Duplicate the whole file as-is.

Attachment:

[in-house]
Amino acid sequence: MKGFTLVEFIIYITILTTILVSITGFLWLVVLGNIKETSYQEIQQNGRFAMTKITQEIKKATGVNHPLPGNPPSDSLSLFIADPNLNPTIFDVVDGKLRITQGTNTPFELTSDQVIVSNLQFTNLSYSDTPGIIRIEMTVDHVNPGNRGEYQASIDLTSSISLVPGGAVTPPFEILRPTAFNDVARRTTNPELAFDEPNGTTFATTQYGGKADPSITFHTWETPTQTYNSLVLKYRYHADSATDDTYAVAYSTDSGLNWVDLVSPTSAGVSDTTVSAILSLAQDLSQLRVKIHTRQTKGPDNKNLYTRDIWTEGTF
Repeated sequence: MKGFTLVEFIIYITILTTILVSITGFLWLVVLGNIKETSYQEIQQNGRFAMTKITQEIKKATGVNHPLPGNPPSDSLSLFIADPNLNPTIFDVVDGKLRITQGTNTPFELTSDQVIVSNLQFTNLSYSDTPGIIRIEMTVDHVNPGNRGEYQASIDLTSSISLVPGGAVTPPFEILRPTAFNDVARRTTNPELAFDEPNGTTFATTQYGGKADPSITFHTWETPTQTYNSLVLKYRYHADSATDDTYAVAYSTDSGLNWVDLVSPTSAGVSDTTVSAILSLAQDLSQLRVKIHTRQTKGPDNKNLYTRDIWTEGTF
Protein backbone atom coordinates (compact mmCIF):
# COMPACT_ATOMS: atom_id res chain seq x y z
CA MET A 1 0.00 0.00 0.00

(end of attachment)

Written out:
[in-house]
Amino acid sequence: MKGFTLVEFIIYITILTTILVSITGFLWLVVLGNIKETSYQEIQQNGRFAMTKITQEIKKATGVNHPLPGNPPSDSLSLFIADPNLNPTIFDVVDGKLRITQGTNTPFELTSDQVIVSNLQFTNLSYSDTPGIIRIEMTVDHVNPGNRGEYQASIDLTSSISLVPGGAVTPPFEILRPTAFNDVARRTTNPELAFDEPNGTTFATTQYGGKADPSITFHTWETPTQTYNSLVLKYRYHADSATDDTYAVAYSTDSGLNWVDLVSPTSAGVSDTTVSAILSLAQDLSQLRVKIHTRQTKGPDNKNLYTRDIWTEGTF
Repeated sequence: MKGFTLVEFIIYITILTTILVSITGFLWLVVLGNIKETSYQEIQQNGRFAMTKITQEIKKATGVNHPLPGNPPSDSLSLFIADPNLNPTIFDVVDGKLRITQGTNTPFELTSDQVIVSNLQFTNLSYSDTPGIIRIEMTVDHVNPGNRGEYQASIDLTSSISLVPGGAVTPPFEILRPTAFNDVARRTTNPELAFDEPNGTTFATTQYGGKADPSITFHTWETPTQTYNSLVLKYRYHADSATDDTYAVAYSTDSGLNWVDLVSPTSAGVSDTTVSAILSLAQDLSQLRVKIHTRQTKGPDNKNLYTRDIWTEGTF
Protein backbone atom coordinates (compact mmCIF):
# COMPACT_ATOMS: atom_id res chain seq x y z
CA MET A 1 0.00 0.00 0.00